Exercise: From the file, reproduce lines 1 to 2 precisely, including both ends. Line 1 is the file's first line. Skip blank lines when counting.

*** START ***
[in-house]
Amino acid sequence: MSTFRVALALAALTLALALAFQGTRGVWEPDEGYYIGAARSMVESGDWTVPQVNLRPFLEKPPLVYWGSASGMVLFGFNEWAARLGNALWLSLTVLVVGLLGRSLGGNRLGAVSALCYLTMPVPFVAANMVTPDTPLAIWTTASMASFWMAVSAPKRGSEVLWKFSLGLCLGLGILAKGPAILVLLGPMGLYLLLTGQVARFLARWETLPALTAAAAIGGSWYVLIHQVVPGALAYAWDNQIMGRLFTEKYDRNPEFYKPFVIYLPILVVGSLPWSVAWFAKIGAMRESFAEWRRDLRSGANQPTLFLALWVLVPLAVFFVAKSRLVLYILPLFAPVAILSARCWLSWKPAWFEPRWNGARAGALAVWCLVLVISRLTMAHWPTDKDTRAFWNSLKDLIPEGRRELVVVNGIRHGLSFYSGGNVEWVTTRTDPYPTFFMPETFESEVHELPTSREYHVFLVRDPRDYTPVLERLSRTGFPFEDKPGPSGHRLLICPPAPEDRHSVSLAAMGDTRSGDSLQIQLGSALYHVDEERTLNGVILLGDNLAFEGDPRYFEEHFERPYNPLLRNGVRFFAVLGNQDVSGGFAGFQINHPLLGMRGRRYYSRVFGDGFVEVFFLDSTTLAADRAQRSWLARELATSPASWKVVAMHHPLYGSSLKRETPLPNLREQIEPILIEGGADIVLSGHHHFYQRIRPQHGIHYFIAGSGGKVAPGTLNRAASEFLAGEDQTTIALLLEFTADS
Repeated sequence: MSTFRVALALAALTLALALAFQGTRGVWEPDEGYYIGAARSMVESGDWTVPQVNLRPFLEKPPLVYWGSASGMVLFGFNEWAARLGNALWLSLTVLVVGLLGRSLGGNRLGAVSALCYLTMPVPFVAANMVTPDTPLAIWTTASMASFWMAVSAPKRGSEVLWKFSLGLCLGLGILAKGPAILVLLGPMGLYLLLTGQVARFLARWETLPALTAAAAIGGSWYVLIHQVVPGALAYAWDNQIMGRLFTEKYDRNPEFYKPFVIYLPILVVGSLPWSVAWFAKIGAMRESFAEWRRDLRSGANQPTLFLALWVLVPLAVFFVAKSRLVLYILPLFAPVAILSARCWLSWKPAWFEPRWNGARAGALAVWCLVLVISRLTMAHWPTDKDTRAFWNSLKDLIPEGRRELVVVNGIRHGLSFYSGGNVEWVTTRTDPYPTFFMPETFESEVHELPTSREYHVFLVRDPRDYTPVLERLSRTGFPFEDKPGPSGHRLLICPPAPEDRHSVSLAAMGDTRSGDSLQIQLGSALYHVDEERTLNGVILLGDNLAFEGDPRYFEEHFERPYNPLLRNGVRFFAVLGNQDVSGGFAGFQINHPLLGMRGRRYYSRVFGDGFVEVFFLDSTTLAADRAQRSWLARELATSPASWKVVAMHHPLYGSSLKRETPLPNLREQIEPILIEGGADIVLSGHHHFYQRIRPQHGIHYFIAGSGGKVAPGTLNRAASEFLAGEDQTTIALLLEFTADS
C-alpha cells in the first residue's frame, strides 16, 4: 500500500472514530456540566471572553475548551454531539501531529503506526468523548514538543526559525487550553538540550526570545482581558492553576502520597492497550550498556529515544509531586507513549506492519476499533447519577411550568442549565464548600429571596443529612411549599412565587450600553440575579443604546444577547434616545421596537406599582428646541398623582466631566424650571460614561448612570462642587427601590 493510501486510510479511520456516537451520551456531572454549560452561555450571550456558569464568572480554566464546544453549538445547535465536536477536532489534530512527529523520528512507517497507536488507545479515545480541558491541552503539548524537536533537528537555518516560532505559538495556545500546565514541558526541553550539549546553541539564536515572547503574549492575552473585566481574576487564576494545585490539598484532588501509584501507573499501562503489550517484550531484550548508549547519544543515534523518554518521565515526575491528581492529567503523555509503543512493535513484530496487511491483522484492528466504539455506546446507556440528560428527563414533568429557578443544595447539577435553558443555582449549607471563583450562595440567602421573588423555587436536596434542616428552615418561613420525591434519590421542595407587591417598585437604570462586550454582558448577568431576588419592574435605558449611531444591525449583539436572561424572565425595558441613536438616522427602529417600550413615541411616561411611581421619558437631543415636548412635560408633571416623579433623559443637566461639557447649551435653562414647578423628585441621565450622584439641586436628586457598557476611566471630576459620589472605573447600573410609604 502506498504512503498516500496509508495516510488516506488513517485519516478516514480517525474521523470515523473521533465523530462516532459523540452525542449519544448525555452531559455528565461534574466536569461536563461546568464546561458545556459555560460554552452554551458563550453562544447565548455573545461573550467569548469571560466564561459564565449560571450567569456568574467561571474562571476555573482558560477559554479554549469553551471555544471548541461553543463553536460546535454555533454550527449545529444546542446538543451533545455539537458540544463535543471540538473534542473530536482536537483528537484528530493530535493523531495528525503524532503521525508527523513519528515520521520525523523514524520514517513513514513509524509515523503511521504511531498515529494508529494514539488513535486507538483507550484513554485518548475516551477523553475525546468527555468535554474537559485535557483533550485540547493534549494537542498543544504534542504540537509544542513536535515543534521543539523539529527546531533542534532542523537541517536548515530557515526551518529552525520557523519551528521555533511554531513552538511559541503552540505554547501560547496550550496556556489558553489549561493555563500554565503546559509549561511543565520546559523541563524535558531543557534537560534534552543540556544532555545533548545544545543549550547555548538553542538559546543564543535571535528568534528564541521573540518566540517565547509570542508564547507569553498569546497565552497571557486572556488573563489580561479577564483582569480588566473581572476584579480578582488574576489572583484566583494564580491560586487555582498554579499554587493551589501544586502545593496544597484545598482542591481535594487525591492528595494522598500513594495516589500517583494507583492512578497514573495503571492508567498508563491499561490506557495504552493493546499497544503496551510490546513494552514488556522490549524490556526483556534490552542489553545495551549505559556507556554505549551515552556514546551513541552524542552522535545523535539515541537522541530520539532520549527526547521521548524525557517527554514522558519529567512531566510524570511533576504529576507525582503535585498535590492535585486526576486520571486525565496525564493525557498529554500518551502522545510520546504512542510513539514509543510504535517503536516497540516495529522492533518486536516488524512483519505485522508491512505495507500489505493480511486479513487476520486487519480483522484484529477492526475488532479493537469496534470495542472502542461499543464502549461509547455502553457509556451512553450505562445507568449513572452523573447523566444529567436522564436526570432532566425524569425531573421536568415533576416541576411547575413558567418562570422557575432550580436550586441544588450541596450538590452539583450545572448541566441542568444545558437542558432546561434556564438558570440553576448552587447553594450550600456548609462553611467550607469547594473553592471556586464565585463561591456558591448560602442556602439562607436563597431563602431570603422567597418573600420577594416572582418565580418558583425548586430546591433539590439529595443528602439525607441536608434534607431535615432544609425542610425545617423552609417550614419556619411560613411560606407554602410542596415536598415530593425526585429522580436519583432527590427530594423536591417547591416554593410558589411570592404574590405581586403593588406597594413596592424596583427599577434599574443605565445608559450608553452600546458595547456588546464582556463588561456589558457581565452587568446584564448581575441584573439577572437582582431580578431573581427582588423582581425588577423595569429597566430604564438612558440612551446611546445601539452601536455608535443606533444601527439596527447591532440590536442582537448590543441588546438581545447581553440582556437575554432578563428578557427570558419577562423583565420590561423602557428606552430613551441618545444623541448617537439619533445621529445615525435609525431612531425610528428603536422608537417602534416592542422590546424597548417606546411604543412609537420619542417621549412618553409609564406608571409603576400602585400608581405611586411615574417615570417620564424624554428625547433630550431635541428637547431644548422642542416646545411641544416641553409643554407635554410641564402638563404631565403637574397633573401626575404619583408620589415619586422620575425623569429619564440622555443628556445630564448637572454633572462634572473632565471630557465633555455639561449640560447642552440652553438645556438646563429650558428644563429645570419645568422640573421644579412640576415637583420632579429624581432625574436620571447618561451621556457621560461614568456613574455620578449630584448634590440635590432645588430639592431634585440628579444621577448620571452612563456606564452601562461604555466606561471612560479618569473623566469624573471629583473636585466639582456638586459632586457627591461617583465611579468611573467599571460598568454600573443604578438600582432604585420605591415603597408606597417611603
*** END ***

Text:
[in-house]
Amino acid sequence: MSTFRVALALAALTLALALAFQGTRGVWEPDEGYYIGAARSMVESGDWTVPQVNLRPFLEKPPLVYWGSASGMVLFGFNEWAARLGNALWLSLTVLVVGLLGRSLGGNRLGAVSALCYLTMPVPFVAANMVTPDTPLAIWTTASMASFWMAVSAPKRGSEVLWKFSLGLCLGLGILAKGPAILVLLGPMGLYLLLTGQVARFLARWETLPALTAAAAIGGSWYVLIHQVVPGALAYAWDNQIMGRLFTEKYDRNPEFYKPFVIYLPILVVGSLPWSVAWFAKIGAMRESFAEWRRDLRSGANQPTLFLALWVLVPLAVFFVAKSRLVLYILPLFAPVAILSARCWLSWKPAWFEPRWNGARAGALAVWCLVLVISRLTMAHWPTDKDTRAFWNSLKDLIPEGRRELVVVNGIRHGLSFYSGGNVEWVTTRTDPYPTFFMPETFESEVHELPTSREYHVFLVRDPRDYTPVLERLSRTGFPFEDKPGPSGHRLLICPPAPEDRHSVSLAAMGDTRSGDSLQIQLGSALYHVDEERTLNGVILLGDNLAFEGDPRYFEEHFERPYNPLLRNGVRFFAVLGNQDVSGGFAGFQINHPLLGMRGRRYYSRVFGDGFVEVFFLDSTTLAADRAQRSWLARELATSPASWKVVAMHHPLYGSSLKRETPLPNLREQIEPILIEGGADIVLSGHHHFYQRIRPQHGIHYFIAGSGGKVAPGTLNRAASEFLAGEDQTTIALLLEFTADS